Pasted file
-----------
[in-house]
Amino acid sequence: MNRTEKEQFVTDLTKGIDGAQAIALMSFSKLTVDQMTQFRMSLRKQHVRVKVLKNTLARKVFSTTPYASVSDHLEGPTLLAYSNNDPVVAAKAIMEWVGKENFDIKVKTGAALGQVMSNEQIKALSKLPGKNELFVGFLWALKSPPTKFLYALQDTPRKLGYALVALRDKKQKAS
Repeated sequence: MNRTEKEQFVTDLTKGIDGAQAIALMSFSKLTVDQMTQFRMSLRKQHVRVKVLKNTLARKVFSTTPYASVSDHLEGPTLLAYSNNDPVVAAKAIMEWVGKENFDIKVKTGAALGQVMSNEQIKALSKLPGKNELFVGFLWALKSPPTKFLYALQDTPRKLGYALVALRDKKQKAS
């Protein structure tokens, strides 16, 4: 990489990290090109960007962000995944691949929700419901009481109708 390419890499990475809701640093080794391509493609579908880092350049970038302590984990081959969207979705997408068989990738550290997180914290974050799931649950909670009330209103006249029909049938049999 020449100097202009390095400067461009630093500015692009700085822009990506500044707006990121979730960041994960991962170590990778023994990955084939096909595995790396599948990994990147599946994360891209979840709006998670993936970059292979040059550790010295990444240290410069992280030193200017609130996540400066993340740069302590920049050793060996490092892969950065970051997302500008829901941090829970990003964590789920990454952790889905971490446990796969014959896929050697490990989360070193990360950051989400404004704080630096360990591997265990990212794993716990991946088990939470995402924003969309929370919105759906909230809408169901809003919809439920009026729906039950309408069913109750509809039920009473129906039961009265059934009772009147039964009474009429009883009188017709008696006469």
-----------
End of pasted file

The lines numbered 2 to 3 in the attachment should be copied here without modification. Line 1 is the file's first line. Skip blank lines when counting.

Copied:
Amino acid sequence: MNRTEKEQFVTDLTKGIDGAQAIALMSFSKLTVDQMTQFRMSLRKQHVRVKVLKNTLARKVFSTTPYASVSDHLEGPTLLAYSNNDPVVAAKAIMEWVGKENFDIKVKTGAALGQVMSNEQIKALSKLPGKNELFVGFLWALKSPPTKFLYALQDTPRKLGYALVALRDKKQKAS
Repeated sequence: MNRTEKEQFVTDLTKGIDGAQAIALMSFSKLTVDQMTQFRMSLRKQHVRVKVLKNTLARKVFSTTPYASVSDHLEGPTLLAYSNNDPVVAAKAIMEWVGKENFDIKVKTGAALGQVMSNEQIKALSKLPGKNELFVGFLWALKSPPTKFLYALQDTPRKLGYALVALRDKKQKAS